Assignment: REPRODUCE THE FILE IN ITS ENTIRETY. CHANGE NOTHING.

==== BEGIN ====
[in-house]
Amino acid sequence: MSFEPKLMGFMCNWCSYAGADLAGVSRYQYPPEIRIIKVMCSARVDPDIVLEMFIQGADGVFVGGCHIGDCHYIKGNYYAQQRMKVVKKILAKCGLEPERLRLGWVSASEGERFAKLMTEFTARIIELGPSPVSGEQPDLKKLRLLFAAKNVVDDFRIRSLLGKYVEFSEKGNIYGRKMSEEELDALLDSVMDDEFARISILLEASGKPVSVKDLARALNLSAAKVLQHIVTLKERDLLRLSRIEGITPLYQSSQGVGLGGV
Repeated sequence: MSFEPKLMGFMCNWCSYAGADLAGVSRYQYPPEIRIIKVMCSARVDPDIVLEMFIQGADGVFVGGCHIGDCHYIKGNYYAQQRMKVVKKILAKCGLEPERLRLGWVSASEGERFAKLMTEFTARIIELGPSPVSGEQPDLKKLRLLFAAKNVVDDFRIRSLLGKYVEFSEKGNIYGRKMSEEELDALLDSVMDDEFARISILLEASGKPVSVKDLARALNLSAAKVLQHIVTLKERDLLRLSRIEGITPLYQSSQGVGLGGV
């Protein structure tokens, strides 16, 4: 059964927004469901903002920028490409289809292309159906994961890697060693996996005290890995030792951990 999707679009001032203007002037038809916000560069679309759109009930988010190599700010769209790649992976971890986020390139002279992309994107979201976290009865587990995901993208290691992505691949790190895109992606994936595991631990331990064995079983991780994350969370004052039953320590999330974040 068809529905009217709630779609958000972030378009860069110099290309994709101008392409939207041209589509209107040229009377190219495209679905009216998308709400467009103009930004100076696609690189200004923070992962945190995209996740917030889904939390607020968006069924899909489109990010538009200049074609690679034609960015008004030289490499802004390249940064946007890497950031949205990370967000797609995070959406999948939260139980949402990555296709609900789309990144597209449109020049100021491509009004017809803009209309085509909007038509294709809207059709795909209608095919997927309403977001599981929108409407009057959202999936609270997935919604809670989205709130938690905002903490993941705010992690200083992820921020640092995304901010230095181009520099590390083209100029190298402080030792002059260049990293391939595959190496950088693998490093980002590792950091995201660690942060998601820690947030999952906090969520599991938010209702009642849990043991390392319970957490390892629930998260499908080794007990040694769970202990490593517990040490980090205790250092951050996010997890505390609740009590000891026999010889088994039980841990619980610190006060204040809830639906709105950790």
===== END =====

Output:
[in-house]
Amino acid sequence: MSFEPKLMGFMCNWCSYAGADLAGVSRYQYPPEIRIIKVMCSARVDPDIVLEMFIQGADGVFVGGCHIGDCHYIKGNYYAQQRMKVVKKILAKCGLEPERLRLGWVSASEGERFAKLMTEFTARIIELGPSPVSGEQPDLKKLRLLFAAKNVVDDFRIRSLLGKYVEFSEKGNIYGRKMSEEELDALLDSVMDDEFARISILLEASGKPVSVKDLARALNLSAAKVLQHIVTLKERDLLRLSRIEGITPLYQSSQGVGLGGV
Repeated sequence: MSFEPKLMGFMCNWCSYAGADLAGVSRYQYPPEIRIIKVMCSARVDPDIVLEMFIQGADGVFVGGCHIGDCHYIKGNYYAQQRMKVVKKILAKCGLEPERLRLGWVSASEGERFAKLMTEFTARIIELGPSPVSGEQPDLKKLRLLFAAKNVVDDFRIRSLLGKYVEFSEKGNIYGRKMSEEELDALLDSVMDDEFARISILLEASGKPVSVKDLARALNLSAAKVLQHIVTLKERDLLRLSRIEGITPLYQSSQGVGLGGV
């Protein structure tokens, strides 16, 4: 059964927004469901903002920028490409289809292309159906994961890697060693996996005290890995030792951990 999707679009001032203007002037038809916000560069679309759109009930988010190599700010769209790649992976971890986020390139002279992309994107979201976290009865587990995901993208290691992505691949790190895109992606994936595991631990331990064995079983991780994350969370004052039953320590999330974040 068809529905009217709630779609958000972030378009860069110099290309994709101008392409939207041209589509209107040229009377190219495209679905009216998308709400467009103009930004100076696609690189200004923070992962945190995209996740917030889904939390607020968006069924899909489109990010538009200049074609690679034609960015008004030289490499802004390249940064946007890497950031949205990370967000797609995070959406999948939260139980949402990555296709609900789309990144597209449109020049100021491509009004017809803009209309085509909007038509294709809207059709795909209608095919997927309403977001599981929108409407009057959202999936609270997935919604809670989205709130938690905002903490993941705010992690200083992820921020640092995304901010230095181009520099590390083209100029190298402080030792002059260049990293391939595959190496950088693998490093980002590792950091995201660690942060998601820690947030999952906090969520599991938010209702009642849990043991390392319970957490390892629930998260499908080794007990040694769970202990490593517990040490980090205790250092951050996010997890505390609740009590000891026999010889088994039980841990619980610190006060204040809830639906709105950790």